By: Genesee Keevil, Yukon News
Raymond Silverfox was not a drunk.
In fact, his cousin had never seen him drunk in all the years he knew him.
This is one of the reasons more than 100 people gathered in the -33 degree weather in front of the Salvation Army shelter on Thursday night.
The assembly of family, friends and supporters wanted to remember the 43 years of Silverfox’s life - not the last 13 hours before his death in police custody on December 2, 2008.
“He was a very caring, loving soul who never hurt anyone,” said his sister Debbie Silverfox.
“He treated everyone with respect and kindness.
By: Cathy Gulli with Patricia Treble, Macleans
Talk to people living in the North about why the violent crime rate is so high compared to the rest of Canada and you’ll hear about the “complex” or “unique” problems “up here.” But it’s not until you listen to Peter J. Harte, a lawyer in Cambridge Bay, Nunavut, tell the unimaginable story of a young woman he knows that you can begin to understand what that means.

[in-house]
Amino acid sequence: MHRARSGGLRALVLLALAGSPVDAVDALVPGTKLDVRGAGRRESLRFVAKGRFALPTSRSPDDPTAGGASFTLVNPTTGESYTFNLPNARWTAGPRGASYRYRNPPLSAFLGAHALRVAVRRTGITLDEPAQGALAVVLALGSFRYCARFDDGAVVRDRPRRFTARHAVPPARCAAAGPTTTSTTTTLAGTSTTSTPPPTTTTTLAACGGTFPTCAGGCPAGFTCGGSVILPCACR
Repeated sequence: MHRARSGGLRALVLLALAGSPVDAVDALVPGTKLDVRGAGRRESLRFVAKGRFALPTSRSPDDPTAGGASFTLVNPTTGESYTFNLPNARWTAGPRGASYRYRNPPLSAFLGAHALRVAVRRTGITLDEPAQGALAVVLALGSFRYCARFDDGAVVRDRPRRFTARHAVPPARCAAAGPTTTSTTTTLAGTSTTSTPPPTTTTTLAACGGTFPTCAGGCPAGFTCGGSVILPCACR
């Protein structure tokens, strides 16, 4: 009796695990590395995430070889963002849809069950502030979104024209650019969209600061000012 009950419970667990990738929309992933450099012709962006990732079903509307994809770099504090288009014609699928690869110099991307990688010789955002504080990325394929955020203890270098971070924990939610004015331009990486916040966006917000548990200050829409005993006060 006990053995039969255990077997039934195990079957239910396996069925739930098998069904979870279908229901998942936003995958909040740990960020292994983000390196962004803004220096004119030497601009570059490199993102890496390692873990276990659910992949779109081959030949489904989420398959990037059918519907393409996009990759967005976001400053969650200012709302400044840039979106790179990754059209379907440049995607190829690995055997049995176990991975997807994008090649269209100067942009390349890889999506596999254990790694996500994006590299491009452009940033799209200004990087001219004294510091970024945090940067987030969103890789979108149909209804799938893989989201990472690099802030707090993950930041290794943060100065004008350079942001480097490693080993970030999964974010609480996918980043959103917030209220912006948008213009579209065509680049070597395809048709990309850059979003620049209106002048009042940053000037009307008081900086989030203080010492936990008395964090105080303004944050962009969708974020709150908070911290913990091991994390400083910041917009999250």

At 13, the girl was sexually abused by her brother. This only came to the attention of police when they questioned her about why she was trying to put her little sister into hiding. Her brother wound up in jail, and the teen was placed with a foster family in another community.
The Yukon RCMP has expressed shock and regret over the "insensitive and callous" treatment of Raymond Silverfox, who died after spending 13 hours in custody in 2008.
The 43-year-old First Nations man from Carmacks, Yukon, was subjected to ridicule and mockery from RCMP members during the final hours of his life in the Whitehorse detachment's drunk tank, where he was kept from 5 a.m. until 6:30 p.m. on Dec. 2, 2008.
A coroner's inquest into Silverfox's death heard that he had vomited 26 times in his cell during the 13 hours he was in custody, but officers and guards assumed he was simply drunk.